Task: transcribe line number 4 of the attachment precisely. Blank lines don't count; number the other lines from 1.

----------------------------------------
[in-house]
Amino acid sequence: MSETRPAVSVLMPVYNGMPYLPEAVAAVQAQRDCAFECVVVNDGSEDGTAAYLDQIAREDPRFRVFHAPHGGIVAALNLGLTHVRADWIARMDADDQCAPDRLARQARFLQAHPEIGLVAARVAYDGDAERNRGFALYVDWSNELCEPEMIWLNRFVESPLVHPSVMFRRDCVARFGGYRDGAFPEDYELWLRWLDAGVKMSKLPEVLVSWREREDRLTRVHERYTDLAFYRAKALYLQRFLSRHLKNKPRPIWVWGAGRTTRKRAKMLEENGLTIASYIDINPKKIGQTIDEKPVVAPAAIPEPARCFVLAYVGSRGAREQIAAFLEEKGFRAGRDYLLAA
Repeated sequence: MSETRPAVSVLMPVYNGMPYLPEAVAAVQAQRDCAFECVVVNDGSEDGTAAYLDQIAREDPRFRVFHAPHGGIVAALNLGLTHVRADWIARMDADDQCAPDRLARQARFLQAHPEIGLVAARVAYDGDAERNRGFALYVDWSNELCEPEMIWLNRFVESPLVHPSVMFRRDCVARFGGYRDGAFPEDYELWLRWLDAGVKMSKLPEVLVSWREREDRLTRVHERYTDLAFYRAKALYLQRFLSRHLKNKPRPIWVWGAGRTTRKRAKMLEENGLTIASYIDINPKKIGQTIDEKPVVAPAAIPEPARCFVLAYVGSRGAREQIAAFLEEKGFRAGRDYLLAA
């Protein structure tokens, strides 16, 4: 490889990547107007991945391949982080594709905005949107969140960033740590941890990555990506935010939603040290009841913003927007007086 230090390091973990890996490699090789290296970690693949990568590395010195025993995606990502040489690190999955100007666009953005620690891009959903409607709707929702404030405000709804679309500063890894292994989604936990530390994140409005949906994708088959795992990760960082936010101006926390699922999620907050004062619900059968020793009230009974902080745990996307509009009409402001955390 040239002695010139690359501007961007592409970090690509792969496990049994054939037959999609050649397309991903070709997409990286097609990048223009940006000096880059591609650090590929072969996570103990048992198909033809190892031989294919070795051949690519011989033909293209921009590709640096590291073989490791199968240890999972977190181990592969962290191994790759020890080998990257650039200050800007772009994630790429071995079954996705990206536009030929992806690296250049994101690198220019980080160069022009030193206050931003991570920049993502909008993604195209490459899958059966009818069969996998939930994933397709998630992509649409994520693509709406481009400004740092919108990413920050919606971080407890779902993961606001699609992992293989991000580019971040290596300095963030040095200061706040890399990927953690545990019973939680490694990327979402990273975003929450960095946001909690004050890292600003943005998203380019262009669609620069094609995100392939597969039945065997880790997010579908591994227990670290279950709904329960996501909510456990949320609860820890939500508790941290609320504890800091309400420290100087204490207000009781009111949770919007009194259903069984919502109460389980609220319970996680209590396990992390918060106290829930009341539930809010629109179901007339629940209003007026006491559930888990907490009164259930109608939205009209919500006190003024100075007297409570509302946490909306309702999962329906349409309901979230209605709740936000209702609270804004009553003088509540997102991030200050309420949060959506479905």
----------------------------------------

């Protein structure tokens, strides 16, 4: 490889990547107007991945391949982080594709905005949107969140960033740590941890990555990506935010939603040290009841913003927007007086 230090390091973990890996490699090789290296970690693949990568590395010195025993995606990502040489690190999955100007666009953005620690891009959903409607709707929702404030405000709804679309500063890894292994989604936990530390994140409005949906994708088959795992990760960082936010101006926390699922999620907050004062619900059968020793009230009974902080745990996307509009009409402001955390 040239002695010139690359501007961007592409970090690509792969496990049994054939037959999609050649397309991903070709997409990286097609990048223009940006000096880059591609650090590929072969996570103990048992198909033809190892031989294919070795051949690519011989033909293209921009590709640096590291073989490791199968240890999972977190181990592969962290191994790759020890080998990257650039200050800007772009994630790429071995079954996705990206536009030929992806690296250049994101690198220019980080160069022009030193206050931003991570920049993502909008993604195209490459899958059966009818069969996998939930994933397709998630992509649409994520693509709406481009400004740092919108990413920050919606971080407890779902993961606001699609992992293989991000580019971040290596300095963030040095200061706040890399990927953690545990019973939680490694990327979402990273975003929450960095946001909690004050890292600003943005998203380019262009669609620069094609995100392939597969039945065997880790997010579908591994227990670290279950709904329960996501909510456990949320609860820890939500508790941290609320504890800091309400420290100087204490207000009781009111949770919007009194259903069984919502109460389980609220319970996680209590396990992390918060106290829930009341539930809010629109179901007339629940209003007026006491559930888990907490009164259930109608939205009209919500006190003024100075007297409570509302946490909306309702999962329906349409309901979230209605709740936000209702609270804004009553003088509540997102991030200050309420949060959506479905």